One of the most important of all the mill villages was located in the Apponaug section of Warwick. This achieved worldwide recognition when it was owned and operated by the B.B. & R. Knight Company. Their trademark “Fruit of the Loom” was well known throughout Europe as a measure of excellence in American textiles.
Not long after the Greenes established their textile mill in Apponaug, a mill was erected in the area now called Pontiac. O.P. Fuller, in his history, notes, “No one of the villages on the Pawtuxet River and its tributaries has been designated by so many different names in the course of its history as the one we have now come to.”
He traces the names back to May 10, 1662, when it was called the “Great Weir,” as many fish, including salmon, shad and herring migrated here and were caught with “weirs” or water traps. As the 19th century brought an increase in the use of the river to power the cotton mills and dams made the natural migration of fish impossible, the weir was no longer in use. Fuller wryly comments, “…the fish took offence…and finally abandoned their old nurseries.” The story goes on to say that later a bridge was built across the river, and the people, “like a drowning man, who is said to ‘catch at a straw’…rechristened the place as ‘the great bridge near the weir.’”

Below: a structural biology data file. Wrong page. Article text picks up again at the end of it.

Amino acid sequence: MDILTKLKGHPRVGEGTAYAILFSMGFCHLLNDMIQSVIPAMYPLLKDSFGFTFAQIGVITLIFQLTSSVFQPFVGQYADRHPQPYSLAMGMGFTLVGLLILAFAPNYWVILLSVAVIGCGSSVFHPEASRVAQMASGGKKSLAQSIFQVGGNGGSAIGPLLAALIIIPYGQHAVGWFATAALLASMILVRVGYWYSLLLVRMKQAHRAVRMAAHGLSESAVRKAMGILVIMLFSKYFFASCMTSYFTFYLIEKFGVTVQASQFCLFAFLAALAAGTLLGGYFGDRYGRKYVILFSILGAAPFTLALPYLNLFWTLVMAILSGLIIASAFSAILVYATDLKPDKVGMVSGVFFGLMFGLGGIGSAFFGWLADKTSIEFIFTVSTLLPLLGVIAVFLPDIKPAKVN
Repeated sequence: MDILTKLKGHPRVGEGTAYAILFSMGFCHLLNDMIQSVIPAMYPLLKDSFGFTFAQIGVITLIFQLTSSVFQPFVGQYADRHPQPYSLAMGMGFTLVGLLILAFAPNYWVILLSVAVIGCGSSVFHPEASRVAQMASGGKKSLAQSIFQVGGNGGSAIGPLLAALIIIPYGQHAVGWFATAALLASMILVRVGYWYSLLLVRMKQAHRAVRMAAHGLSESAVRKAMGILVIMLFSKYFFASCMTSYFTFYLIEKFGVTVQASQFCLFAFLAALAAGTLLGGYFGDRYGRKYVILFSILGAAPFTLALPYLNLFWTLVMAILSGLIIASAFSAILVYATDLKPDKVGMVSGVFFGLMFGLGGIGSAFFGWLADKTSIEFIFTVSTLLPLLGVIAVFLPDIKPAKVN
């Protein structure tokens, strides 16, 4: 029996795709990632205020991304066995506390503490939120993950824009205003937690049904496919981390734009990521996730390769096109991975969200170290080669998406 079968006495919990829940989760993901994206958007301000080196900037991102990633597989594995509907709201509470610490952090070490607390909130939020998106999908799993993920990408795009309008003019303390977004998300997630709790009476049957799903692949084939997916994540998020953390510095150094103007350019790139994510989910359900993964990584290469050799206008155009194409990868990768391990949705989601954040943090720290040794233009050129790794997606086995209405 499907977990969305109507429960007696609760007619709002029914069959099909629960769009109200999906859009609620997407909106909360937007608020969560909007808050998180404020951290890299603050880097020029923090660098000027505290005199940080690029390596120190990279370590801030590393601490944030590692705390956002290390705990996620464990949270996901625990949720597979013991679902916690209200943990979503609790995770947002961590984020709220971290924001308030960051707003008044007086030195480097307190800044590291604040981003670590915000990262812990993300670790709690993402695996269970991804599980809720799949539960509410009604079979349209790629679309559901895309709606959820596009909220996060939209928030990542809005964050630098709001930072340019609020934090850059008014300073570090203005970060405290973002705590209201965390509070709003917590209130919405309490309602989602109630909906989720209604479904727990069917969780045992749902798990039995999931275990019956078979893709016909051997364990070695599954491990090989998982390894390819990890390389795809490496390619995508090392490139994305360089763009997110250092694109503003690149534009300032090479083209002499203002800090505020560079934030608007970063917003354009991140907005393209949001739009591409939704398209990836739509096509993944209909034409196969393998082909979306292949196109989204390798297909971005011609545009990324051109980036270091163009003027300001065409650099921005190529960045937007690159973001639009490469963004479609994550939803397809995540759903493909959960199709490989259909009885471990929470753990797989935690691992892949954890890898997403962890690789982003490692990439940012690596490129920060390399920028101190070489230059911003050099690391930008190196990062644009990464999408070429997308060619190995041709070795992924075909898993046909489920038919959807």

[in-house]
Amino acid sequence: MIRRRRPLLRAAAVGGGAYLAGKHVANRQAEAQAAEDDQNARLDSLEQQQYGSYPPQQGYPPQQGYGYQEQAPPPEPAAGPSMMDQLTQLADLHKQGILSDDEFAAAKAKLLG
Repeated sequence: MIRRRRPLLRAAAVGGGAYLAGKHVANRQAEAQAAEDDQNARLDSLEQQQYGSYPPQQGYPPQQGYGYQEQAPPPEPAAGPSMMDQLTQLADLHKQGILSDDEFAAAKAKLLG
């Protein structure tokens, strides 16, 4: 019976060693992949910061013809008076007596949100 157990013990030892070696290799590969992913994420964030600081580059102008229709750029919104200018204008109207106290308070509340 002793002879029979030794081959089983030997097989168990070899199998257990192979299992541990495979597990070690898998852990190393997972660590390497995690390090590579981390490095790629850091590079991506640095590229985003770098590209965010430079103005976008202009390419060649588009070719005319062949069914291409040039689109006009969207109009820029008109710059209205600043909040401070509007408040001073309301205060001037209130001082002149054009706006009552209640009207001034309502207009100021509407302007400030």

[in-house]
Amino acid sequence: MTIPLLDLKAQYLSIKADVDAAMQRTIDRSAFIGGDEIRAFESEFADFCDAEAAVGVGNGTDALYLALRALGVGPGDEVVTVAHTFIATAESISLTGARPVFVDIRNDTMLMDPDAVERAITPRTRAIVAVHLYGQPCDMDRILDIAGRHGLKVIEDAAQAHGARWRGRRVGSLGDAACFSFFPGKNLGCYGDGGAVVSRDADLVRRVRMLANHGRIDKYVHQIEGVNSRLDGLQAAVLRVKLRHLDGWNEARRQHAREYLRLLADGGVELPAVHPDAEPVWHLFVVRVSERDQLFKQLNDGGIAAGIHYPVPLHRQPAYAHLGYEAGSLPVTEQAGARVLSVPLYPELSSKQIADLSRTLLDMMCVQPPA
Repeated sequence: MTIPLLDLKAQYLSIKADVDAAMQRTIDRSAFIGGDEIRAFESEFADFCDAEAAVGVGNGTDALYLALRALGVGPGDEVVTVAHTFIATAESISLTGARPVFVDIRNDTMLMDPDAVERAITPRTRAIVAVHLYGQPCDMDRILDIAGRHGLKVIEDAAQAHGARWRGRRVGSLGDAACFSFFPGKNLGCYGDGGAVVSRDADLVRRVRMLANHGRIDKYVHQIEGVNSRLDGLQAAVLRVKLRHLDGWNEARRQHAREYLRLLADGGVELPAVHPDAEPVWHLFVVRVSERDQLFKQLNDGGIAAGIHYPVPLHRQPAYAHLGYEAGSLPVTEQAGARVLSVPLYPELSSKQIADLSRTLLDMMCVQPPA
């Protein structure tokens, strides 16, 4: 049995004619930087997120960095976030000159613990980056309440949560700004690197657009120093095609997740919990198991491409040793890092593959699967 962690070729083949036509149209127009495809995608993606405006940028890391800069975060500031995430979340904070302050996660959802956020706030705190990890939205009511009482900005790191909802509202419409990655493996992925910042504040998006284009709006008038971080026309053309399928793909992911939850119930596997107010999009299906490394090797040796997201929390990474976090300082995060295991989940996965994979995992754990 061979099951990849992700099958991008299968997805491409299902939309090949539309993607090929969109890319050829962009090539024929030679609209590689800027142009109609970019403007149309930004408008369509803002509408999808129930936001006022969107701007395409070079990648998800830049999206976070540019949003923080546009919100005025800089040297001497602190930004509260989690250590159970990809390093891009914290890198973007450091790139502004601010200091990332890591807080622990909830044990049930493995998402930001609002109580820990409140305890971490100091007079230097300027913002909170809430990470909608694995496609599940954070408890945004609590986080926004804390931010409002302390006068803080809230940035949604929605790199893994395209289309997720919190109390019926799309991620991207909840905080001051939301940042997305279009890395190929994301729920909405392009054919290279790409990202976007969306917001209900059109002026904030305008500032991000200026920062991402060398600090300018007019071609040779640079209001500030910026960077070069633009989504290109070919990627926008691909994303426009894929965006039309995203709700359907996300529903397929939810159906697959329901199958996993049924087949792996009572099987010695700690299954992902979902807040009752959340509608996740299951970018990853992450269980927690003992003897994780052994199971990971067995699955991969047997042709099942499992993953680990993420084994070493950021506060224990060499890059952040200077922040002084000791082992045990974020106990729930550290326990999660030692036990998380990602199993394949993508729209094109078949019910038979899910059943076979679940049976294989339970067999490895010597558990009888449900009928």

At one time, the bridge was called “Capt. Benjamin Greene’s Bridge.” Capt. Greene gave his land and homestead to his grandson, Benjamin Arnold. The bridge eventually was called “Arnold’s Bridge.” It became especially well known when Henry Arnold, son of Benjamin, “kept a most noted public house” or tavern there. The Arnolds erected a saw and gristmill along the river in 1810. Later, Dutee Arnold’s son, Horatio, erected another mill and “carried on wool carding and cotton spinning…This building was also used for the manufacture of coarse woolen cloth.”
Difficult times came to the textile industry in 1829, however, and the manufacturing operation at Arnold’s Bridge failed. In 1830 John H. Clark purchased the land at auction and soon after bought the remaining mills still owned by the Arnolds.
Clark was very successful, and within a few years the village of Arnold’s Bridge was more often called Clarksville. Clark, in 1832, built a stone factory for weaving and in 1834 constructed a large bleachery. Clark expanded both the weaving operation and the bleachery during the next decade and also operated a company store for his workers. Fuller credits Clark with bringing the name Pontiac to the village.
Clark, a very competent politician as well as a successful mil owner, decided to devote more time to politics. As a result, in 1850, he sold his interests in Clarksville. Zachariah Parker and Robert Knight purchased the mills for $40,000. Within a short time, Knight contacted his brother, Benjamin Brayton Knight, and offered him a partnership. The Knights were able to buy Parker’s share in the mill. This was the beginning of the B.B. & R. Knight Company, which dominated the textile industry in Rhode Island for over 50 years.